17). White Balance (Color Balance):
In digital photography, exposure is very critical. It is much more critical than film. Fortunately the cameras are very good about getting the exposure right. White balance errors are exposure errors. The photographs consist of three color channels corresponding to the red green and blue light forming the image. If the color balance is incorrect, one or more of the channels are under or over exposed. Sometimes color balance can be adjusted post exposure but usually quality suffers. Minor errors can usually be repaired, gross errors not so much, as information is missing from one or more color channels in the image file. Digital cameras allow for adjusting some of these color problems at the time of exposure with a function called white balance. This gives the camera the ability to change color balance to match the light source from picture to picture. Some cameras do this with automatic white balance or preset color balance and some add custom white balance control. The common presets are daylight, cloudy, shade, tungsten, flash and fluorescent. About the only place where the light is a single balance light source is outdoors. Outdoors is usually daylight, cloudy or shade. The color of light is actually different with the shade and cloudy being more blue-cyan than the direct sunlight. Most of the time the presets are close enough, but if the light source is mixed light, all bets are off. The preset should be set for the strongest light and let the rest be slightly off color. If you are shooting inside with flash, set the camera for flash balance, house lamps use the tungsten setting, and if under fluorescent bulbs, use the fluorescent setting. Setting the appropriate preset color gets closer and gives a more consistent result. Why worry about it, my camera has automatic white balance setting? Automatic white balance gets close and its a good choice when the situation is changing quickly. It is close but will allow a color variation from photo to photo, all being close, but all being slightly different in color. The biggest problem with automatic white balance is a situation where the scene contains a large area of a strong dominate color. An example will be a room with colored walls or a studio backdrop that is a strong color. The automatic white balance sees the dominate color and corrects for it, making other colors in the scene tilted toward a color complementary to the background. People standing next to a blue wall turn yellow. People next to a pink wall turn slightly green. People in front of lots of green foliage turn a little pinkish-red. With the color balance set to a fixed value, the color does not change if there is a dominate color in the scene. Custom white balance sounds too technically challenging! Custom white balance is a good thing that sounds a lot more complicated than it really is. The camera manual will explain how this is done on a specific model. This usually amounts to finding the setting in the shooting menu and point the camera at a truly white surface, filling the frame and pushing a button or two. The whole image area should be only the white surface, it need not be in focus. This simple procedure sets for white balance for the specific lighting condition in this specific location. If the color of the light changes, do it again for the new light source. The light on the side of the room near the windows will be a different color balance that the light near the lamp on the other side of the room, so reset for the new situation. The procedure varies from model to model of camera, but is usually set up to do easily, as it is an important feature. Better color balance makes better pictures. Trust me It's always worth the effort!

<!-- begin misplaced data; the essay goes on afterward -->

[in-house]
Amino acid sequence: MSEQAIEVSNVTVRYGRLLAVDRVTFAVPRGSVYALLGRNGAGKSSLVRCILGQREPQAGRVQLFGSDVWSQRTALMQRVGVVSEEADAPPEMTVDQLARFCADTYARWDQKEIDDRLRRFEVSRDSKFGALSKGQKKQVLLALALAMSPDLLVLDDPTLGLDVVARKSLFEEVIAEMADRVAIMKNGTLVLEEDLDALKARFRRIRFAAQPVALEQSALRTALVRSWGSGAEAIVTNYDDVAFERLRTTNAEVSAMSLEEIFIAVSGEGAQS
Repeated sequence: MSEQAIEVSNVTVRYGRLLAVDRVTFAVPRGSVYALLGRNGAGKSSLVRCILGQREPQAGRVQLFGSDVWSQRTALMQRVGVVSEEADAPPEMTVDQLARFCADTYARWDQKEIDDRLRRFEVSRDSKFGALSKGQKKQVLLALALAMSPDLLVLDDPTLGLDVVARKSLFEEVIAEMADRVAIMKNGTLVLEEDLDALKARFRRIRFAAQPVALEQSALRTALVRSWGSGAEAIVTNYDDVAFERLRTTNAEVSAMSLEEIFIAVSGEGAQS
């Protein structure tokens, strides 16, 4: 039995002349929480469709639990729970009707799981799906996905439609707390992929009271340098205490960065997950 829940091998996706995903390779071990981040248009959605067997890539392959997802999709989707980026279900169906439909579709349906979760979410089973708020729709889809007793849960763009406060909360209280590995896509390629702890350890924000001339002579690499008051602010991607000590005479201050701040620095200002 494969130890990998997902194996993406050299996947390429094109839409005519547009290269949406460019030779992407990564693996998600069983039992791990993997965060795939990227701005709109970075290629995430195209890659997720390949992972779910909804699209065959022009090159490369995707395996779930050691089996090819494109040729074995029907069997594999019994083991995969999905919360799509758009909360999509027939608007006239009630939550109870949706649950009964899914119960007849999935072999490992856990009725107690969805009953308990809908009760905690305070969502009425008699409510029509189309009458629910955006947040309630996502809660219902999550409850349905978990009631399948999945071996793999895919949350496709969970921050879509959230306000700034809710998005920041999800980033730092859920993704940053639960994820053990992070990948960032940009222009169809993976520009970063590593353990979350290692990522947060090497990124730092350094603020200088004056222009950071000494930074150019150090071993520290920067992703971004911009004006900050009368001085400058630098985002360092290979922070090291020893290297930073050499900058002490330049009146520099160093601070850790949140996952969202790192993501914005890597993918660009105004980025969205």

18). Portraits and group pictures:
For family group photos and portraits outdoors, open, even shade, not broken or dappled shade, works better than direct sunlight. The light is more even and there is less squinting and fewer dark shadows. Set the white balance for shade. For even better results see #19.

19). Flash outdoors:
Most better digital cameras allow fill flash outdoors. Fill flash is using flash to fill in shadows and even out the illumination in the scene. This reduces dark shadows under chins and in eyes and usually gives a more professional quality to the photographs. Check your instruction book for details on using this feature.

20). Low Light Photos:
In light levels too low for handheld pictures where flash is not a good choice (sunset photos and the like), use a tripod or other support to steady the camera. Use a release cable made for the camera or the self timer in the camera to trip the shutter so the you don't jiggle the camera on the tripod. Bigger more massive tripods make sharper pictures.

21). Editing pictures:
Editing software allows cropping, enlarging, fixing red eye, sizing photographs correcting color and adding special effects. Learn to use a good editing program to improve your photographs. Adobe Photoshop is the top of the line, but it is expensive and complicated. There are programs like Photo Deluxe and Photoshop Elements from Adobe and others from companies like Corel and Arcsoft that do a similar job and are easier to master. A good one probably came with your camera. Be sure to only work on a copy of the file, not the original. If you make a serious error on the photo while making adjustments, you still have the original to go back to.

22). Housekeeping:
Keep the camera clean. Protect it from dust and liquids. t's electronic and it doesn't like either. Lenses on digital cameras are smaller than film cameras. A small smudge on a digital camera lens gives a much bigger effect to the image than one on a film camera lens. Clean the optics only with materials appropriate for coated optics, not eyeglass cleaning materials. A microfiber cloth works great. Memory cards that have dirty contacts can cause data errors that make the card unusable and the images unreadable. Carry the memory cards in a small case that will keep them clean and dry. Keep it all clean; it will be more reliable. Shoot high and fine. Shoot many, edit well. Back-up, back-up, back-up all digital images before working on them. Do not trust memory cards or hard drives for long term storage. Learn how to master white balance.